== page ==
Chinese Fashion Revolution
In China, Guangzhou, while in the metro with a friend who shares my passion for cosplay, in the thicket of the crowd I spied a Chinese girl wearing extremely short shorts.
You could actually see her ass, the shape of her ass cheeks and the contour of her bone that ran up to her underwear.
If it was not for the extremely long, blue jacket that she was wearing, you would definitely be able to see her ass jutting out.
I pulled him to the left with me, and pointed him over to the fundamentally sexy fashion. He chuckled to himself at the fact that this girl looked very sexy.
Fashion A Greater Marker Of Individual Identity
China is going through a period where fashion has become a greater marker of individual identity.
Common fashion themes in China are cosplay outfits, or mini skirts with long, black stockings. It looks scrumptious and sexy.
Many Chinese girls also wear Korean-style outfits, with big, long, black trouser pants that show off their ankles. I personally can’t understand that fashion.
Theme fashion also rates a mention, to dress stereotypically French (funky berets), American, Japanese (schoolgirls), Korean, or German (Heidi).
Korean-style and cosplay outfits make up 40% of what girls in China wear, while the silent majority of women wear normal fashion, cheap fashion, village girl fashion, or mature fashion.
Western fashion follows conventions, so it is not as bold and outrageous as the fashion in China, which is further emphasized by its very thin females.
Lucky To Be Born In China
People like this male, albeit oblivious to his fortuitous reality, are in a uniquely lucky position.
“When we are walking around, point out which girls you like,” I was trying to figure out what kind of girls he likes.
He said, “I don’t really like any of them.”
I exclaimed, “Come on man! You are so lucky to be born in China. Ninety nine percent of the girls here are really sexy.”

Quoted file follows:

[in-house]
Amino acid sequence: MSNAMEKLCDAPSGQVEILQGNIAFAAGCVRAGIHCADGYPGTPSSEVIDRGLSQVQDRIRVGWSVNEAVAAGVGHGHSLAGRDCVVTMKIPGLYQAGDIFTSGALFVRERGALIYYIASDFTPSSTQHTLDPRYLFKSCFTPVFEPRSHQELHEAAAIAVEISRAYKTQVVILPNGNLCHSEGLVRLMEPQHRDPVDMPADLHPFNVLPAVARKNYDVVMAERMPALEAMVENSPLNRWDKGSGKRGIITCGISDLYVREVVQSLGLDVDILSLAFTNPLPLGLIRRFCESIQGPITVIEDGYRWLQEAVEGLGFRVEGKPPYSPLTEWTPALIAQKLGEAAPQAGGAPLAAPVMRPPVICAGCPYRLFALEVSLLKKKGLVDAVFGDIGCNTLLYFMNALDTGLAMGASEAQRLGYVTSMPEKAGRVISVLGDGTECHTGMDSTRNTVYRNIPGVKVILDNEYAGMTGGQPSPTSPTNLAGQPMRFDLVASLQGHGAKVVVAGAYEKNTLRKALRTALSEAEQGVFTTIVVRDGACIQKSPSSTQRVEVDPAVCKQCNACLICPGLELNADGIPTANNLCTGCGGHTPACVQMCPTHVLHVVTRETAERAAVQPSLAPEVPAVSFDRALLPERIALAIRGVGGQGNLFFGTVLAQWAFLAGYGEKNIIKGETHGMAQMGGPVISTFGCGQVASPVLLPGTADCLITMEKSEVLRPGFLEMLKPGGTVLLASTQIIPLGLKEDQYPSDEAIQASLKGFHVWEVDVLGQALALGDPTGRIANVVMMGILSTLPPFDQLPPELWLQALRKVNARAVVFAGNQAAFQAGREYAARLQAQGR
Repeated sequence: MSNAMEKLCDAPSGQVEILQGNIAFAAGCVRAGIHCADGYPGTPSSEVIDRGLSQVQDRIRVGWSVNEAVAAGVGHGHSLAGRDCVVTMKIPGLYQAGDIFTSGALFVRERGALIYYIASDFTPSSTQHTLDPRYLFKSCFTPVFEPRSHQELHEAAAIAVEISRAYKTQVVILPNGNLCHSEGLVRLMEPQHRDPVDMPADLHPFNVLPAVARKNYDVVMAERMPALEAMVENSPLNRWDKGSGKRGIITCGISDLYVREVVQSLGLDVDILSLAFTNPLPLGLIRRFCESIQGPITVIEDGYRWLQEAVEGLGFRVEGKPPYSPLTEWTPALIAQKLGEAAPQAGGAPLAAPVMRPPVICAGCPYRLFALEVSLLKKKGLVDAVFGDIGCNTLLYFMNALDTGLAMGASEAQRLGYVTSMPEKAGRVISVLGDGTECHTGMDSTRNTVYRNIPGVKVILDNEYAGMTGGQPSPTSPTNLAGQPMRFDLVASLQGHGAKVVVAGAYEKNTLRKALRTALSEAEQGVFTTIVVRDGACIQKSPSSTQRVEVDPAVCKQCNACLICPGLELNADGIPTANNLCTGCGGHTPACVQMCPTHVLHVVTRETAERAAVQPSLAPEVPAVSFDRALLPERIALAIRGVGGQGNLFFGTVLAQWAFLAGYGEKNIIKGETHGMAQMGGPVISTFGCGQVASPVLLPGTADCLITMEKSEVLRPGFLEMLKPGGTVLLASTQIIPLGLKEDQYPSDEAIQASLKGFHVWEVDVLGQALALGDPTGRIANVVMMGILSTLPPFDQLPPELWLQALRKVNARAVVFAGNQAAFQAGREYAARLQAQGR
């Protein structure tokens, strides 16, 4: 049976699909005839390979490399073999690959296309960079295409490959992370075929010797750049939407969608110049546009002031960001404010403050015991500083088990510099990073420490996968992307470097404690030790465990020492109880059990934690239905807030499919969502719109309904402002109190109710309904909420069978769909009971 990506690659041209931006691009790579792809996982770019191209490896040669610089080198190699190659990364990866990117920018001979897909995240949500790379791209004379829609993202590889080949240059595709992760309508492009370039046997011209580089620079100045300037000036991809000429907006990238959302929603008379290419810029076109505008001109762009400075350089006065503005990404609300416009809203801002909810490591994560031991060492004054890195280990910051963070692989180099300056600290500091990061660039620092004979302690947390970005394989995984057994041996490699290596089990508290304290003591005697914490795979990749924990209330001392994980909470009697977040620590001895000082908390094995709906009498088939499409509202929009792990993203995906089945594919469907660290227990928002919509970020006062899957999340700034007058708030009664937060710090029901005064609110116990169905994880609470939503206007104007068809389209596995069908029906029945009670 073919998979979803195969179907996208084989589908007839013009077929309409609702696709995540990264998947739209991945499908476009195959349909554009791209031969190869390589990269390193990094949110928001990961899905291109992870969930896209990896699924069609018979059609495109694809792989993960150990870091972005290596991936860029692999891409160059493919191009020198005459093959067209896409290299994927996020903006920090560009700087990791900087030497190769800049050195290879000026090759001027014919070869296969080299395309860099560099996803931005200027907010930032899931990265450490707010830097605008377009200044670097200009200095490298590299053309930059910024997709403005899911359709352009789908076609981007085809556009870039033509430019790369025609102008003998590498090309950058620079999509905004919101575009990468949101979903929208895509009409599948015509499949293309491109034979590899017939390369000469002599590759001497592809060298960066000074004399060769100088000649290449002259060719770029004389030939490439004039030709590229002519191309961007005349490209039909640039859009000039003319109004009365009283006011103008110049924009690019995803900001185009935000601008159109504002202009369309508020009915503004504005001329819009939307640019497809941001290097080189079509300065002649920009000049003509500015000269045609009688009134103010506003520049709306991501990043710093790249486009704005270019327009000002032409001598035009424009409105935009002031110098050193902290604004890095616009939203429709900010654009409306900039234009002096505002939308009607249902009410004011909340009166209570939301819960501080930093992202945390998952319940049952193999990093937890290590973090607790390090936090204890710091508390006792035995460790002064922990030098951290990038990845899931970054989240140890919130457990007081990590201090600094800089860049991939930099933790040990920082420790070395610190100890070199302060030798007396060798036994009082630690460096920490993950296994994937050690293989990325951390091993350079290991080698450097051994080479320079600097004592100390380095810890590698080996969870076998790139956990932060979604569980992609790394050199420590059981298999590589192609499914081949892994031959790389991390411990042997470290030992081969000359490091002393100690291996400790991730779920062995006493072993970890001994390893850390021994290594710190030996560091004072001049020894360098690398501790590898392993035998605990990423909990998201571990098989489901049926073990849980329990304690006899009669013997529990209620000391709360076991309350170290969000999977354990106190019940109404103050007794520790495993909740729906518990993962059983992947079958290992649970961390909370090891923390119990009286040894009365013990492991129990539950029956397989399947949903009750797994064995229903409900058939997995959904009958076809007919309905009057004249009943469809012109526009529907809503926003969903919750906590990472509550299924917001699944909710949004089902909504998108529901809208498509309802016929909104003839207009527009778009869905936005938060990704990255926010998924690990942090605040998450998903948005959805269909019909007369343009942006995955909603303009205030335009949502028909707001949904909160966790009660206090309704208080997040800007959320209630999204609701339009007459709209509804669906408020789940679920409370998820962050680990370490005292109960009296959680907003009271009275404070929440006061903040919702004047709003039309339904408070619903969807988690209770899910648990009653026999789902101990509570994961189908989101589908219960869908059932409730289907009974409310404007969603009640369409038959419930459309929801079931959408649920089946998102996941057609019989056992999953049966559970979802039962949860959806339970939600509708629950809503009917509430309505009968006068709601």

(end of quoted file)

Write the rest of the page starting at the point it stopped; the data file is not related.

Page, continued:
“If you come to Australia, it is only fifty percent that are sexy, and the rest are really ugly and fat.”
With some confidence, he replied, “No, I don’t think so.”
The Kid Likes American Women
I asked him, “Why? If you don’t like Chinese girls, which girls do you like? Japanese girls?”
He said, “Mm, maybe not them too. I like girls with different color eyes, like my dog.”
I don’t know how he got to that point.
Eventually he concluded, “I like American girls.”
This Chinese friend of mine’s healthy love for American woman was a breath of fresh air. Usually, when I ask this same question of other Chinese, the idea of having an interracial relationship seems repugnant to them.
His response was completely different to one of my students who hates all the traditional enemies of China, America, Korea, and Japan, as well as the male who had xenophobic views against black prostitutes.
He asked whether I could introduce him to a foreign girl in China.
Diary Of A Mad Chaos is a daily diary written from March 1996 until 2018, of which individual books and book series have been created, namely “The Lost Years” an exploration of young, entwined love, the “Wubao In China (猎艳奇缘)” book series which provides an extensive comparative analysis of the cultural differences between Eastern and Western societies, and the book titled “Foreigner (华人)” an exploration of race relations in Australia.